The chairwoman of a state House committee studying the merger of the Water Patrol into the Highway Patrol says some recommendations that the committee will make are becoming clear.
Representative Diane Franklin of Camdenton and her committee have heard two days of testimony, much of it from former Water Patrol troopers, some of whom are retired and others that are still working under the Highway Patrol.
Franklin says one thing that seems clear is that training, particularly in swimming, must return to the level it was at prior to the merger.
“You’re on the water, you’re in the water, and they articulated several things there; you may need to arrest someone that’s arresting you, you may need to save someone,” says Franklin. “We all know how important those survival … if someone gets a hold of you they can drown you too.”
Franklin says her committee will certainly recommend improved training when it submits its report before the end of the year. She would only specify that troopers must receive more training in swimming, but did not say the recommendation would be limited to that.
She says another theme in the two hearings has been the traditional role of the Water Patrol before the merger, and what is missing since the merger.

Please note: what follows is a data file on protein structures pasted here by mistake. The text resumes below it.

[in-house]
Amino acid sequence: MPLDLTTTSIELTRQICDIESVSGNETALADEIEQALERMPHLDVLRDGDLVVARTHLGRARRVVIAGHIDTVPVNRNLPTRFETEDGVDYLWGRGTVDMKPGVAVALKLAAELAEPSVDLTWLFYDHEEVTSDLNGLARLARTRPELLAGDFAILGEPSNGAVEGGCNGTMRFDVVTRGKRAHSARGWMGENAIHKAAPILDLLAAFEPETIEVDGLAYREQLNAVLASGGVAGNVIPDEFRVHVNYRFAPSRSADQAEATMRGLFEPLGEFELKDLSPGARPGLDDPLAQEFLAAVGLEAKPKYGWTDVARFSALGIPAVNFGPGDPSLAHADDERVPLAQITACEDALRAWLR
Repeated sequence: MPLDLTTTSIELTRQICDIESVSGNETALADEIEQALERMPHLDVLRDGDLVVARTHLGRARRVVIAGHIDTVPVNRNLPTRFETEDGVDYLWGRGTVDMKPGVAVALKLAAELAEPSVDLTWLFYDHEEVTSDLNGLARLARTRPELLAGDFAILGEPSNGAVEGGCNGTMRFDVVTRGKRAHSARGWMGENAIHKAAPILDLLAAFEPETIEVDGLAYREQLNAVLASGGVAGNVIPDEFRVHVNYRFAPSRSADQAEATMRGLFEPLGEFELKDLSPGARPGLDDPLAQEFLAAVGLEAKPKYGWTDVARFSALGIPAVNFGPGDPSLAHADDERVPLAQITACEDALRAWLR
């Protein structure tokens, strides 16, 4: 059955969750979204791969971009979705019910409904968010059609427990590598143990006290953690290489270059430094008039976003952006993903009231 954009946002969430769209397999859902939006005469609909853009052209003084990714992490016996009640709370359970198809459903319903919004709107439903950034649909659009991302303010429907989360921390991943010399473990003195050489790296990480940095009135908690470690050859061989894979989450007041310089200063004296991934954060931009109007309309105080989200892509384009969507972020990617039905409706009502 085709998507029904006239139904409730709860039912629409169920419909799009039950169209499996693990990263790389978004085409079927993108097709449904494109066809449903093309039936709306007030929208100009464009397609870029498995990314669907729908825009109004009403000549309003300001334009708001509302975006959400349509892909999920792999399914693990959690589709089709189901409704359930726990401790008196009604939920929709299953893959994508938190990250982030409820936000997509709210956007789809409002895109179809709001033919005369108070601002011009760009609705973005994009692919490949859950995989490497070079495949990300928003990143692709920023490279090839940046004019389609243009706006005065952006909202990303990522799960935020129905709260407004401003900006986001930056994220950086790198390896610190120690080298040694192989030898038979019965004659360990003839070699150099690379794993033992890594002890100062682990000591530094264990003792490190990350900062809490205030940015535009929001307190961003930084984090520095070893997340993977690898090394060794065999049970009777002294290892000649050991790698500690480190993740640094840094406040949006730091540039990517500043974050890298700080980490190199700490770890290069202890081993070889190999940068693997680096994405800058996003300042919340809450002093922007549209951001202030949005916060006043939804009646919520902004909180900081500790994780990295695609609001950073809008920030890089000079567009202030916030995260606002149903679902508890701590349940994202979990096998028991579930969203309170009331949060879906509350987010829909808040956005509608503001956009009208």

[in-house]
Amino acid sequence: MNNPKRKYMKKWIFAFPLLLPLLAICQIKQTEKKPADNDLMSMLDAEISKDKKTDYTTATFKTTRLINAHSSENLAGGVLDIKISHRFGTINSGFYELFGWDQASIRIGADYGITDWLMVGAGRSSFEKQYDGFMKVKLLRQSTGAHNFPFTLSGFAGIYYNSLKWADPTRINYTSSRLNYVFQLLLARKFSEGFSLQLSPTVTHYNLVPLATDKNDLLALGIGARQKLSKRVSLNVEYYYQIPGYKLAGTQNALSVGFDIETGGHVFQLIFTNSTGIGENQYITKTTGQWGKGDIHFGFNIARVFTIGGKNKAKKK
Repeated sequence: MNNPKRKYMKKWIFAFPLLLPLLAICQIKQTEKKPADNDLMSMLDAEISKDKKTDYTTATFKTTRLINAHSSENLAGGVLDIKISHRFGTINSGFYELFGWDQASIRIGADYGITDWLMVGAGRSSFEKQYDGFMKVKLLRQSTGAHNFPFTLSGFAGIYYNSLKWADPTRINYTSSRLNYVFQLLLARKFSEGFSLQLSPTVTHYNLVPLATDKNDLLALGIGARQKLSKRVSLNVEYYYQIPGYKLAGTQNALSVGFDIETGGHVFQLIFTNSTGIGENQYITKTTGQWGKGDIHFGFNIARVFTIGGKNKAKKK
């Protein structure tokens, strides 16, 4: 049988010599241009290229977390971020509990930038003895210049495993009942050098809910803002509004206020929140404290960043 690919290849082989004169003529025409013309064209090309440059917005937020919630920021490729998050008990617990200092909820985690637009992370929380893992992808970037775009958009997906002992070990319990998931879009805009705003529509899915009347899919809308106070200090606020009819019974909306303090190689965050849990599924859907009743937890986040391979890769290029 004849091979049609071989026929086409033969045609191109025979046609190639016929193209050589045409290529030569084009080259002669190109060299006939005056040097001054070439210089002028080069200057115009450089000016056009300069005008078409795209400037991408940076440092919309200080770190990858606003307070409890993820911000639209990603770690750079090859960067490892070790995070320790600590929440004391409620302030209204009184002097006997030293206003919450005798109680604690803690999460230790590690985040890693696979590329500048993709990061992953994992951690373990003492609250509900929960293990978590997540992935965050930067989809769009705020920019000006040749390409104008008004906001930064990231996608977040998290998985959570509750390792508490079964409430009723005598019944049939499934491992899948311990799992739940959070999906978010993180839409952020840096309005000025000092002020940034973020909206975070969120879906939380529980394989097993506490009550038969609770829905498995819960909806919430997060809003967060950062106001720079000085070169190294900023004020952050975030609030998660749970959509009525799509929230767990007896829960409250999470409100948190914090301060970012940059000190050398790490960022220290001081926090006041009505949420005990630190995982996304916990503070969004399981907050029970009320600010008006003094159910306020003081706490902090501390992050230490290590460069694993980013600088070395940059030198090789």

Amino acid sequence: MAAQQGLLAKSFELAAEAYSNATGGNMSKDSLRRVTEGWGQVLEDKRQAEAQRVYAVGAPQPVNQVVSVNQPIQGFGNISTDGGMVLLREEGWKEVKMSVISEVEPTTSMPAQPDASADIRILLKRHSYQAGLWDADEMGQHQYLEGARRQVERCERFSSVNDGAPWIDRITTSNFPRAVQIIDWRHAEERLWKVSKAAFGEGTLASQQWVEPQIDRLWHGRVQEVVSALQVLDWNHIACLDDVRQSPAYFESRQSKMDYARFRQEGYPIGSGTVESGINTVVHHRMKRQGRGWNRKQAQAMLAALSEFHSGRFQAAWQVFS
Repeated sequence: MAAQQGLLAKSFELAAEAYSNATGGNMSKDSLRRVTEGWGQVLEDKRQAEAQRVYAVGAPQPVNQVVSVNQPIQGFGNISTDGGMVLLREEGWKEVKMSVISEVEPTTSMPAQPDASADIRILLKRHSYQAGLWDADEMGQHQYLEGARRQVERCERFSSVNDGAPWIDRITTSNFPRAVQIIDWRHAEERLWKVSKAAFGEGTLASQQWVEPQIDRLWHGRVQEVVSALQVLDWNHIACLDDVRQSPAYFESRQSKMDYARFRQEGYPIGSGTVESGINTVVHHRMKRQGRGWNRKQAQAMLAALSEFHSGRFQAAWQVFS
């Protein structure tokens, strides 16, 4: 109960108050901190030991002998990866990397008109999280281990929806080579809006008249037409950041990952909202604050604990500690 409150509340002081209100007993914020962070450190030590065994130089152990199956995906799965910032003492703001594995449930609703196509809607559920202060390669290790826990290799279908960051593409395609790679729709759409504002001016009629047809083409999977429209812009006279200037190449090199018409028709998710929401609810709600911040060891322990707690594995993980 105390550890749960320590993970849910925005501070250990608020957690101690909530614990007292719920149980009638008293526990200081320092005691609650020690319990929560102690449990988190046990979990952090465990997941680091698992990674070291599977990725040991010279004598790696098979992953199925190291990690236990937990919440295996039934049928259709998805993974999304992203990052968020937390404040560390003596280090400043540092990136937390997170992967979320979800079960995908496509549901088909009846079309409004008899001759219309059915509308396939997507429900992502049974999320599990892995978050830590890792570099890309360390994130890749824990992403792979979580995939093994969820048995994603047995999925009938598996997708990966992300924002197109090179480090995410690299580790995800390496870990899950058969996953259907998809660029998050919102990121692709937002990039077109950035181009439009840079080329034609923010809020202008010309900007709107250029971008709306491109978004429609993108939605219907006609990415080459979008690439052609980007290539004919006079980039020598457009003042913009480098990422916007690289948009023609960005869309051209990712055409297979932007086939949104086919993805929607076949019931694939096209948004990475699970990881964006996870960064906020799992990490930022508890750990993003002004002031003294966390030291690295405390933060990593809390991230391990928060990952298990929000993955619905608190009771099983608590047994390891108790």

“That idea of a community officer on the water that they know like the back of their hand,” says Franklin. “They can respond to various crises that arise on the water and they provide that assurance to anyone that is on the water that they can help if their boat’s broke down or if someone’s injured or if there is a crash, or even the law enforcement issues. For the most part what I heard is that even residents and business owners alike would like to know who they’re talking to, who they’re calling, and have that relationship that I think is a value to any community.”
Several of those who testified said that kind of familiarity is no longer felt.
The committee is beginning to explore some things that Craig Ellingson wants them to. He is the father of Brandon Ellingson, who drowned while in the custody of a trooper on the Lake of the Ozarks, May 31. That trooper, Anthony Piercy, told a coroner’s inquest he didn’t have enough training.
Craig Ellingson says the merger has been a failure and he says it led to the death of his son.
“The guys that patrol the area need to patrol the same area and be familiar with the lake and get to know some of the people on that lake,” says Ellingson. “Right now a lot of people don’t know their water patrol officer. And as they said, it takes up to a couple of years to get the training that they really need to be sufficient on the water, and right now they’re not getting it.”
The committee also heard from some of those testifying who have years of experience on the water that they aren’t spending much time there now.
“It’s very disconcerting to hear that you have someone who has 30 years of experience that’s a lieutenant but there’s no pocket for them to fit into in order to serve an area where they’ve served 30 years prior,” says Franklin. “You know, that’s bureaucracy.”
The committee will offer a report to the Speaker of the House by the end of the year, with recommendations for changes.